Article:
Las Vegas Sun

November 24, 2014

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Company pulls plug on gasification plant in NLV

The company behind a proposed gasification plant that would turn waste into electricity in North Las Vegas has withdrawn its application from the city due to concerns from residents who live near the proposed site.

A representative of Florida-based EnviroPower Renewable Inc. informed the city council at its Wednesday evening meeting the company was no longer pursuing the project, which would have been located near Losee and Lone Mountain roads.

The decision brought sudden closure to the ongoing debate over the plant, which pitted the city’s need for economic development against concerns of residents who worried the plant was too close to their neighborhoods and schools.

The gasification plant would have burned up to 1,000 tons of construction and other waste per day to generate up to 48 megawatts of power. EnviroPower Renewable officials said their gasification technology is more advanced than the trash-burning incinerators of previous decades, repeatedly assuring residents and city officials that the plant would produce minimal levels of pollutants well within air quality guidelines and that it wouldn't smell.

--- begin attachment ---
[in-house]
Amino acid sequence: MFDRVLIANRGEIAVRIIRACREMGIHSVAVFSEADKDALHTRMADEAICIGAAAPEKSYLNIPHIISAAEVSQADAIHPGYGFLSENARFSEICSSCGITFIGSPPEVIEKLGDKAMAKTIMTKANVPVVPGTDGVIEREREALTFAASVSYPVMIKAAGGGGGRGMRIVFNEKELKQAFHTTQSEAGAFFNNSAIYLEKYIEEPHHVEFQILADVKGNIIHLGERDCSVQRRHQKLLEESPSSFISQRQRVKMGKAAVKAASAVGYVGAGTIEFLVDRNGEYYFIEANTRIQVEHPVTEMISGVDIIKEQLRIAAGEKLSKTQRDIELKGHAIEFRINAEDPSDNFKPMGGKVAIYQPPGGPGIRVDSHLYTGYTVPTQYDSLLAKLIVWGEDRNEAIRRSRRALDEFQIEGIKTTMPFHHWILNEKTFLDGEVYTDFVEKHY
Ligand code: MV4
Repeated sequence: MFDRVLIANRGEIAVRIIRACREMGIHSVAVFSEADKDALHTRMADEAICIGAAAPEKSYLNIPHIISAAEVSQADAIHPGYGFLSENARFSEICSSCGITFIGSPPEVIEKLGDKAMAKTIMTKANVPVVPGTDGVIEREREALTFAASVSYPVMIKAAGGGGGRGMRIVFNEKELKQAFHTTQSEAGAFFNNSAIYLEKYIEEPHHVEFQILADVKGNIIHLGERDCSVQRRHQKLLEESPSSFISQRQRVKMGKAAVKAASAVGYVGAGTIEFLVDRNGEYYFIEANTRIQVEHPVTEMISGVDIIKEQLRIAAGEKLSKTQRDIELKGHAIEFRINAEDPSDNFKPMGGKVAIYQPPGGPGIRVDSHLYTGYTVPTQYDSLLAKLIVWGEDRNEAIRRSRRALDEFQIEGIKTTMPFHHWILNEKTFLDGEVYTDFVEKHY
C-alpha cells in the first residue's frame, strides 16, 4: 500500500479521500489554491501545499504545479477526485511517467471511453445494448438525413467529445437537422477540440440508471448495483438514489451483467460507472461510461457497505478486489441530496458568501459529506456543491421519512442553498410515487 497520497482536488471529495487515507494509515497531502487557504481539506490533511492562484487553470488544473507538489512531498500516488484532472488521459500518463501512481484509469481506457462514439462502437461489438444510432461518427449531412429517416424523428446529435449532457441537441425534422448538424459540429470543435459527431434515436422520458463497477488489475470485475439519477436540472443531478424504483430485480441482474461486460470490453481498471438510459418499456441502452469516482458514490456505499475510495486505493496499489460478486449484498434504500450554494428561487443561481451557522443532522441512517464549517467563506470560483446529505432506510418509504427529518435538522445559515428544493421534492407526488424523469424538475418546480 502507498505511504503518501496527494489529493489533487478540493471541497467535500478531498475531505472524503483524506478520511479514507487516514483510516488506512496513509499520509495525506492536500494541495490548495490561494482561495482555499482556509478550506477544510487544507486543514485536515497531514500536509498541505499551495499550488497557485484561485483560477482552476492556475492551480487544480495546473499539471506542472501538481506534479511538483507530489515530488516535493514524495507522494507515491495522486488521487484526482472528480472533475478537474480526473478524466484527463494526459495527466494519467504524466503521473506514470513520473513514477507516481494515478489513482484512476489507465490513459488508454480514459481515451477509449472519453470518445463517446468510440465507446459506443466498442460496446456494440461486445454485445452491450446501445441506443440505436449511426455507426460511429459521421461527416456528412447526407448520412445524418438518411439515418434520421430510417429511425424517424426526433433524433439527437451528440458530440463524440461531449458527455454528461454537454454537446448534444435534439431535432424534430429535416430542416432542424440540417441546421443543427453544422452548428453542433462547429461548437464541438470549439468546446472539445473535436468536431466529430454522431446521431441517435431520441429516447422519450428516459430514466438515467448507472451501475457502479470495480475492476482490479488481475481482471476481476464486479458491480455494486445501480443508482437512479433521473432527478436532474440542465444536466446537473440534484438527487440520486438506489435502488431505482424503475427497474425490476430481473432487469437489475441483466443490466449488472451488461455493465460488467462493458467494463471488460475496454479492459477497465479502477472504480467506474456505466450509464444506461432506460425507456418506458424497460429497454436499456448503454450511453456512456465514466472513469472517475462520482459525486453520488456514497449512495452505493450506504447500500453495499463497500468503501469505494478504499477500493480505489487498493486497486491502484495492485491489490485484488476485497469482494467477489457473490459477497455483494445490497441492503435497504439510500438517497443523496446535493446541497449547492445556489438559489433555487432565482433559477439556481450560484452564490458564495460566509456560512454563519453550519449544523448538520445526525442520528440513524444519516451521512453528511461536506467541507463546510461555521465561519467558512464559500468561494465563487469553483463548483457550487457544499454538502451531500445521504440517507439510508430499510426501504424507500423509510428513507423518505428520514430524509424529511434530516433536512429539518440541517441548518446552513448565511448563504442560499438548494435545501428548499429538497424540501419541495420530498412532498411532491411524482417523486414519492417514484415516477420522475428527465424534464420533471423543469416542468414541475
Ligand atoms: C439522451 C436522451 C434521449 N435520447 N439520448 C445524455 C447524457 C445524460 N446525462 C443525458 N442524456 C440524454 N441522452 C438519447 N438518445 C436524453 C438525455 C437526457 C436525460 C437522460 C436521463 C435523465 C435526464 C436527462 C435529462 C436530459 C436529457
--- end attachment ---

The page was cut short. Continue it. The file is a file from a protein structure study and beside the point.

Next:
Still, residents pushed back against the project, voicing concern that any amount of pollution is too much with homes as close as half a mile from the plant’s proposed site.

Opposition also came from the Melbrum Trust, which owns large amounts of property near the site it worried would be devalued by the plant.

The proposed site was in an industrial zone and met all of the city’s basic requirements, but council members had the discretion to deny the permit if it didn’t fit in with the surrounding area or posed health concerns for residents in the vicinity.

A planned community meeting to discuss the gasification plant scheduled for March 12 will still be held at 6:30 p.m at Dickens Elementary, 5550 Milan Peak St. Instead of discussing the gasification plant, residents will have a chance to discuss other issues in their neighborhoods with city officials.

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